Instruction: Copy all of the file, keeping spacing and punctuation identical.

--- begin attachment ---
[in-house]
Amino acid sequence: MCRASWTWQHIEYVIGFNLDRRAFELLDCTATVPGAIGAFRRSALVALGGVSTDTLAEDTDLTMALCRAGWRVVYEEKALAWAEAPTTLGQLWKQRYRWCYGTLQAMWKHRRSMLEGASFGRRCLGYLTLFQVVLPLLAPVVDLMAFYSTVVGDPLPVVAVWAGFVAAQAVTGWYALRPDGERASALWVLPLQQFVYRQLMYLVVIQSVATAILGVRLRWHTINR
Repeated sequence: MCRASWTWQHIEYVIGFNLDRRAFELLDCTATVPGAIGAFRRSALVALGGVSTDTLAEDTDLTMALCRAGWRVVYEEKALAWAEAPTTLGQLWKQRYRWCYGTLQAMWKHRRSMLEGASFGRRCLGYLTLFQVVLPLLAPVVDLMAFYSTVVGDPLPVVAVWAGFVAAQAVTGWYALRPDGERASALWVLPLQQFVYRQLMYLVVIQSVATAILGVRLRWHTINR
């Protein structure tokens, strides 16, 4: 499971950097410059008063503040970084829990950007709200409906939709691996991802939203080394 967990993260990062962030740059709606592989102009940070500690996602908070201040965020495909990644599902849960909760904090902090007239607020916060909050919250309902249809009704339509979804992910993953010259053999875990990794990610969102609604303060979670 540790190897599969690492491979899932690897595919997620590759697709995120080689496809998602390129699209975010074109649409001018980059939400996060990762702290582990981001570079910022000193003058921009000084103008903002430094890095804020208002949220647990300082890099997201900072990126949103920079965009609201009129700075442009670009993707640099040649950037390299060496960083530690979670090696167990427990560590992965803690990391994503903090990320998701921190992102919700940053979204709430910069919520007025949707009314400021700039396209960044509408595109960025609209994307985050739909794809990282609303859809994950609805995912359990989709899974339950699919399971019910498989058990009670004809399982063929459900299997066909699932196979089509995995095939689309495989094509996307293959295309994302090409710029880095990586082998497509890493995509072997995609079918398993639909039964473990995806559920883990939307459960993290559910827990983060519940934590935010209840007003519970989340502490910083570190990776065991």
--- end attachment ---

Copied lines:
[in-house]
Amino acid sequence: MCRASWTWQHIEYVIGFNLDRRAFELLDCTATVPGAIGAFRRSALVALGGVSTDTLAEDTDLTMALCRAGWRVVYEEKALAWAEAPTTLGQLWKQRYRWCYGTLQAMWKHRRSMLEGASFGRRCLGYLTLFQVVLPLLAPVVDLMAFYSTVVGDPLPVVAVWAGFVAAQAVTGWYALRPDGERASALWVLPLQQFVYRQLMYLVVIQSVATAILGVRLRWHTINR
Repeated sequence: MCRASWTWQHIEYVIGFNLDRRAFELLDCTATVPGAIGAFRRSALVALGGVSTDTLAEDTDLTMALCRAGWRVVYEEKALAWAEAPTTLGQLWKQRYRWCYGTLQAMWKHRRSMLEGASFGRRCLGYLTLFQVVLPLLAPVVDLMAFYSTVVGDPLPVVAVWAGFVAAQAVTGWYALRPDGERASALWVLPLQQFVYRQLMYLVVIQSVATAILGVRLRWHTINR
């Protein structure tokens, strides 16, 4: 499971950097410059008063503040970084829990950007709200409906939709691996991802939203080394 967990993260990062962030740059709606592989102009940070500690996602908070201040965020495909990644599902849960909760904090902090007239607020916060909050919250309902249809009704339509979804992910993953010259053999875990990794990610969102609604303060979670 540790190897599969690492491979899932690897595919997620590759697709995120080689496809998602390129699209975010074109649409001018980059939400996060990762702290582990981001570079910022000193003058921009000084103008903002430094890095804020208002949220647990300082890099997201900072990126949103920079965009609201009129700075442009670009993707640099040649950037390299060496960083530690979670090696167990427990560590992965803690990391994503903090990320998701921190992102919700940053979204709430910069919520007025949707009314400021700039396209960044509408595109960025609209994307985050739909794809990282609303859809994950609805995912359990989709899974339950699919399971019910498989058990009670004809399982063929459900299997066909699932196979089509995995095939689309495989094509996307293959295309994302090409710029880095990586082998497509890493995509072997995609079918398993639909039964473990995806559920883990939307459960993290559910827990983060519940934590935010209840007003519970989340502490910083570190990776065991």